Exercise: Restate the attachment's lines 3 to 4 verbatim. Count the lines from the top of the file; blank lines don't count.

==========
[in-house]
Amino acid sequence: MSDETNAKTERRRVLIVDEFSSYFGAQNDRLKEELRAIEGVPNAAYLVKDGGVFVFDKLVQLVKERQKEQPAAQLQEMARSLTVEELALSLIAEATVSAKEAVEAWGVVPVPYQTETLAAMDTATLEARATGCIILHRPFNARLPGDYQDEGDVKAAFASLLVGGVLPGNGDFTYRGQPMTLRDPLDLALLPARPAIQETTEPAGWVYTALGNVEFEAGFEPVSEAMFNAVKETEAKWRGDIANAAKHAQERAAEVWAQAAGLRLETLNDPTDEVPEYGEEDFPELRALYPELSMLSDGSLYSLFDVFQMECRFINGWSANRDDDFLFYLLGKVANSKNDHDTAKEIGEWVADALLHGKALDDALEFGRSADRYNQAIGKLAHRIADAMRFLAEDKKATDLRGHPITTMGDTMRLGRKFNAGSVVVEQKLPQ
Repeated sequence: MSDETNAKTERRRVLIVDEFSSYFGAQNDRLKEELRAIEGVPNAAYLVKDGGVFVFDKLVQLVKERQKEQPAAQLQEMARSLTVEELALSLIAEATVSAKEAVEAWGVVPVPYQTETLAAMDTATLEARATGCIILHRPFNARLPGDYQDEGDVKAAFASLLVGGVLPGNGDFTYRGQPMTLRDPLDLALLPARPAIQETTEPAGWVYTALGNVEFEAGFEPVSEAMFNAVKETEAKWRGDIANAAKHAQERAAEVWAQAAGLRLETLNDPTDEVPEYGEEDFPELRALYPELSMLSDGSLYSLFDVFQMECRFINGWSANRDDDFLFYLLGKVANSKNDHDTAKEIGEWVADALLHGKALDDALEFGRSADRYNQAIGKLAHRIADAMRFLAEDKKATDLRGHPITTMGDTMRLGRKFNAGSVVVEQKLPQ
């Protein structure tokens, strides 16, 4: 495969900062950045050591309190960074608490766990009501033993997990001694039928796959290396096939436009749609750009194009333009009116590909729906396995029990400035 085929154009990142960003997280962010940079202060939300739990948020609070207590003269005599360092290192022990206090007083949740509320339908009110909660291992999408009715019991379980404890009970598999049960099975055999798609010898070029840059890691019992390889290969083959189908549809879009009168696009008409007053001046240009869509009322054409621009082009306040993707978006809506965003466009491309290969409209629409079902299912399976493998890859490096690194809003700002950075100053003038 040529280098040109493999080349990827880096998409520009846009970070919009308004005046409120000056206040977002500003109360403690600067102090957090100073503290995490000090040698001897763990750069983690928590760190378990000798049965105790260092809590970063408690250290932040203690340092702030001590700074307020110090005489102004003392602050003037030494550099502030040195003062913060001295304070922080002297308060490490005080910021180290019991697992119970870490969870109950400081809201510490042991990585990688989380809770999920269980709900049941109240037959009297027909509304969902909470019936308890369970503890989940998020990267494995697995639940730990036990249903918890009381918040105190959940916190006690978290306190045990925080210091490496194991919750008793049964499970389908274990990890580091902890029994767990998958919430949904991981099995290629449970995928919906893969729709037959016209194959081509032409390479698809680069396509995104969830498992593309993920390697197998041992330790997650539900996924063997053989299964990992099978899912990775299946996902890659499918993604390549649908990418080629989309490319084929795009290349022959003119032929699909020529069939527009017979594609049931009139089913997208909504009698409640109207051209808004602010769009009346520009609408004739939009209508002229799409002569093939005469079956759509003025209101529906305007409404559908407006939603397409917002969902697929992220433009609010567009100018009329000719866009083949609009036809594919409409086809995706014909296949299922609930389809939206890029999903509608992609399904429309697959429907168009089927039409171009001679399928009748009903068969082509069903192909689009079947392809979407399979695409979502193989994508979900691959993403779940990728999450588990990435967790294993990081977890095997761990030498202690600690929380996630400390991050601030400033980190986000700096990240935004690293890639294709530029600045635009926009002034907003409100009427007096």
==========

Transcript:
Repeated sequence: MSDETNAKTERRRVLIVDEFSSYFGAQNDRLKEELRAIEGVPNAAYLVKDGGVFVFDKLVQLVKERQKEQPAAQLQEMARSLTVEELALSLIAEATVSAKEAVEAWGVVPVPYQTETLAAMDTATLEARATGCIILHRPFNARLPGDYQDEGDVKAAFASLLVGGVLPGNGDFTYRGQPMTLRDPLDLALLPARPAIQETTEPAGWVYTALGNVEFEAGFEPVSEAMFNAVKETEAKWRGDIANAAKHAQERAAEVWAQAAGLRLETLNDPTDEVPEYGEEDFPELRALYPELSMLSDGSLYSLFDVFQMECRFINGWSANRDDDFLFYLLGKVANSKNDHDTAKEIGEWVADALLHGKALDDALEFGRSADRYNQAIGKLAHRIADAMRFLAEDKKATDLRGHPITTMGDTMRLGRKFNAGSVVVEQKLPQ
């Protein structure tokens, strides 16, 4: 495969900062950045050591309190960074608490766990009501033993997990001694039928796959290396096939436009749609750009194009333009009116590909729906396995029990400035 085929154009990142960003997280962010940079202060939300739990948020609070207590003269005599360092290192022990206090007083949740509320339908009110909660291992999408009715019991379980404890009970598999049960099975055999798609010898070029840059890691019992390889290969083959189908549809879009009168696009008409007053001046240009869509009322054409621009082009306040993707978006809506965003466009491309290969409209629409079902299912399976493998890859490096690194809003700002950075100053003038 040529280098040109493999080349990827880096998409520009846009970070919009308004005046409120000056206040977002500003109360403690600067102090957090100073503290995490000090040698001897763990750069983690928590760190378990000798049965105790260092809590970063408690250290932040203690340092702030001590700074307020110090005489102004003392602050003037030494550099502030040195003062913060001295304070922080002297308060490490005080910021180290019991697992119970870490969870109950400081809201510490042991990585990688989380809770999920269980709900049941109240037959009297027909509304969902909470019936308890369970503890989940998020990267494995697995639940730990036990249903918890009381918040105190959940916190006690978290306190045990925080210091490496194991919750008793049964499970389908274990990890580091902890029994767990998958919430949904991981099995290629449970995928919906893969729709037959016209194959081509032409390479698809680069396509995104969830498992593309993920390697197998041992330790997650539900996924063997053989299964990992099978899912990775299946996902890659499918993604390549649908990418080629989309490319084929795009290349022959003119032929699909020529069939527009017979594609049931009139089913997208909504009698409640109207051209808004602010769009009346520009609408004739939009209508002229799409002569093939005469079956759509003025209101529906305007409404559908407006939603397409917002969902697929992220433009609010567009100018009329000719866009083949609009036809594919409409086809995706014909296949299922609930389809939206890029999903509608992609399904429309697959429907168009089927039409171009001679399928009748009903068969082509069903192909689009079947392809979407399979695409979502193989994508979900691959993403779940990728999450588990990435967790294993990081977890095997761990030498202690600690929380996630400390991050601030400033980190986000700096990240935004690293890639294709530029600045635009926009002034907003409100009427007096």